Doctor and Patient: An Unfinished Revolution
Susan M. Wolf
University of Minnesota Law School
May 3, 2006
Yale Journal of Health Policy, Law, and Ethics, Vol. 6, No. 2, pp. 487-502, 2006
Starting with Justice Cardozo’s declaration in the 1914 Schloendorff decision that "[e]very human being…has a right to decide what shall be done with his own body," the courts have fitfully developed the doctrine of informed consent and recognized patients’ decisional authority. As Jay Katz has chronicled, Cardozo’s pronouncement augured in a revolution in medical decision-making, rejecting millennia of Hippocratic paternalism and "doctor knows best." Yet the rhetoric of patients’ rights has long outdistanced the clinical realities. Empirical studies of medical decision-making show continued failure to effectuate patients’ treatment preferences, even at the end of life. Judges continue to manifest ambivalence toward patients’ decisional authority, instead supporting physician reluctance to share dire prognoses and statistical life-expectancy data. Some scholars suggest that notions of patient autonomy go too far, and interpret data on patients’ decision-making preferences to suggest that patients want their doctor to decide for them.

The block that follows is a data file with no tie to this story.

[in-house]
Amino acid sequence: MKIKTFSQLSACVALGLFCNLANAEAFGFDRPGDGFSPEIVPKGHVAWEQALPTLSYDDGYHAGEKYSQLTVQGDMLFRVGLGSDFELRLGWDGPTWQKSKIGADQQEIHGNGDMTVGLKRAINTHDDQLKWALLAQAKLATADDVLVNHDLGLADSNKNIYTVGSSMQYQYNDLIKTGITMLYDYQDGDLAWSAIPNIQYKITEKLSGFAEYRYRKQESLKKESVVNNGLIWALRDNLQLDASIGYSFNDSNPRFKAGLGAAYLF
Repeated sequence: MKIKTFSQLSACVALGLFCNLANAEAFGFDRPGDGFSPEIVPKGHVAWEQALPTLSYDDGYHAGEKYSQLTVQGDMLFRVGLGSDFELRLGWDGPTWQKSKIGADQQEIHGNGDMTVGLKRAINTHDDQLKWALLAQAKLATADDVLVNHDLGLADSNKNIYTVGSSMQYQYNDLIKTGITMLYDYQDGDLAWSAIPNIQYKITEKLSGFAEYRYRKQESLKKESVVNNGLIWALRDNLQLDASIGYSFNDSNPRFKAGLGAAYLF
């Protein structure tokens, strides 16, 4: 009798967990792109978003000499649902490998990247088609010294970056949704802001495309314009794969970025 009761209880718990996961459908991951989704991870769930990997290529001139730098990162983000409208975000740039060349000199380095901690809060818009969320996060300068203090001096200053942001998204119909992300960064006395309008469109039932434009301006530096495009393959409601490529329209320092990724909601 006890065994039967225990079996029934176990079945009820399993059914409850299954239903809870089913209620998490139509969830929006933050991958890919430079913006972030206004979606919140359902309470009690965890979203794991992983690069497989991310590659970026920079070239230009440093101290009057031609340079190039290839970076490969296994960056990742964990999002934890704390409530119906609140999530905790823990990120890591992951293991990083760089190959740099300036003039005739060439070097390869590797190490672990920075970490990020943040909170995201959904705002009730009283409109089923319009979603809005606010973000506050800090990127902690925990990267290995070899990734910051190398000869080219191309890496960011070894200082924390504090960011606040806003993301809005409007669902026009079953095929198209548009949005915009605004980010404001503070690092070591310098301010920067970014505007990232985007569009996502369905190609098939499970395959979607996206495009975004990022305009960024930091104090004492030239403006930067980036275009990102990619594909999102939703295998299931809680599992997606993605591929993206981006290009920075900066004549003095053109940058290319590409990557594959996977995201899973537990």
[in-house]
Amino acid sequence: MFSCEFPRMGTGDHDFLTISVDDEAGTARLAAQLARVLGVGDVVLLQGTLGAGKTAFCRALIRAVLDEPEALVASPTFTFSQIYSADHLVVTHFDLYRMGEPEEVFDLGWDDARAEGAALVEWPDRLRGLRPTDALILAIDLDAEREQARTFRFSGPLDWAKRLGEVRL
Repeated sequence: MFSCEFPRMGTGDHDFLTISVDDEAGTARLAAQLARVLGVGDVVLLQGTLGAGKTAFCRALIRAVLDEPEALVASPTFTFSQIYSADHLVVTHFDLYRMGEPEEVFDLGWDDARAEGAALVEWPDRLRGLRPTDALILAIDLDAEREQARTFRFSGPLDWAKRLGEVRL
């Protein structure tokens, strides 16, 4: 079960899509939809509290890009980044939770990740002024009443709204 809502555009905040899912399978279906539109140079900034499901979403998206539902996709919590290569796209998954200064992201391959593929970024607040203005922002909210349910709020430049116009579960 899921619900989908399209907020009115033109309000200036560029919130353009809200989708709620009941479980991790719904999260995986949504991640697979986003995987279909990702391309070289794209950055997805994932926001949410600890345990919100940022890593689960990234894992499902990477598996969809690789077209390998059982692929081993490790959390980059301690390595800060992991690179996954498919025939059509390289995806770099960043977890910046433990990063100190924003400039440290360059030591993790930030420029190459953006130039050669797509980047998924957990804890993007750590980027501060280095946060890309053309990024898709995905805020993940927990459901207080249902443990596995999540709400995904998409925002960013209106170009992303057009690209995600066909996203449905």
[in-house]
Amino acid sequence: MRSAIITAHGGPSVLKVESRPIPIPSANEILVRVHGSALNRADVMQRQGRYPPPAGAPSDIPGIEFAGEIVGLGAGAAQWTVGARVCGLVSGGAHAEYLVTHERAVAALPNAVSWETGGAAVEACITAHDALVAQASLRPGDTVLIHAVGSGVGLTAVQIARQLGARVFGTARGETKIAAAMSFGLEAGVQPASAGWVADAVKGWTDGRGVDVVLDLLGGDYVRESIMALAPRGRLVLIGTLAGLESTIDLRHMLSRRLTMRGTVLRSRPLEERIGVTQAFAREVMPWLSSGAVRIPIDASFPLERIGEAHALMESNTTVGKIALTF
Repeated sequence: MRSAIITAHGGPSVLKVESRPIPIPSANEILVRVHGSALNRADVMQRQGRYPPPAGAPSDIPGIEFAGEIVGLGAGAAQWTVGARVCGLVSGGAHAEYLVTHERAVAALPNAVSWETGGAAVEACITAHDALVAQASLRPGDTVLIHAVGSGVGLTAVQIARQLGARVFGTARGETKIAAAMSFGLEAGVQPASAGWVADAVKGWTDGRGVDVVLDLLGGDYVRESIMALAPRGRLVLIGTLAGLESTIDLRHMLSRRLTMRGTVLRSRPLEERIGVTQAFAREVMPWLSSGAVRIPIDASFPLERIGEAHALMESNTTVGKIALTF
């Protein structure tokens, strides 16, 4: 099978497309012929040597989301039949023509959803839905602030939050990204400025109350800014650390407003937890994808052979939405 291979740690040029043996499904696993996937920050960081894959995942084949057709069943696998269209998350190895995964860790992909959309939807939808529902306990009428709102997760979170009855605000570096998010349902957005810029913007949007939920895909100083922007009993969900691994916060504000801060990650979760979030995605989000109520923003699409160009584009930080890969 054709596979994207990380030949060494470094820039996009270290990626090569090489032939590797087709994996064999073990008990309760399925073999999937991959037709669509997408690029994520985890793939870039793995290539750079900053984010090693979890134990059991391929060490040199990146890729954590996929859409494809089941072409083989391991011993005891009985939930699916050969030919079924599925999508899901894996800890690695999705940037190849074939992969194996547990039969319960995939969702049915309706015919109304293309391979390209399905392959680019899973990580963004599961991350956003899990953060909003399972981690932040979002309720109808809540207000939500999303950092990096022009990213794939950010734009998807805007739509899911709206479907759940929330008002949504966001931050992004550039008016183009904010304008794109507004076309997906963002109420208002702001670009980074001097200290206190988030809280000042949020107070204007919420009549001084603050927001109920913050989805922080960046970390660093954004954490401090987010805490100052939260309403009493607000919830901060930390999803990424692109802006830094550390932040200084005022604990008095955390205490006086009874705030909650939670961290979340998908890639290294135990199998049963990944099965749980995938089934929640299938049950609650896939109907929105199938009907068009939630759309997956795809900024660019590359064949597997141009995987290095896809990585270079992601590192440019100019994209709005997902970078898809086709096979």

All of this resistance to the revolution that Cardozo set in motion should come as no surprise. Upending millennia of practice is no small matter. This article analyzes the resistance manifest in the clinic, courtroom, and academy, offering answers to continuing reservations. Careful analysis of the empirical studies on medical decision-making suggests a significant generational effect. A century after Cardozo’s call to change, much has in fact changed, but transformation continues. That transformation is deeply dependent on broader cultural changes. As successive generation of physicians become more accustomed to disclosing data, advice, and uncertainty, successive generations of patients become more accustomed to seeking information, formulating preferences about their care, and asserting authority over their own body. Beyond doctrine and the rhetoric of bioethics, it is this generational shift that may ultimately secure the profound change Cardozo suggested.
Number of Pages in PDF File: 16
Keywords: Doctor and patient; doctor-patient relationship; doctor-patient communication; physicians; medical decision-making; informed consent; patient autonomy; physician paternalism; patients’ rights; health law; bioethics; medical ethics; Jay Katz
Date posted: December 22, 2010
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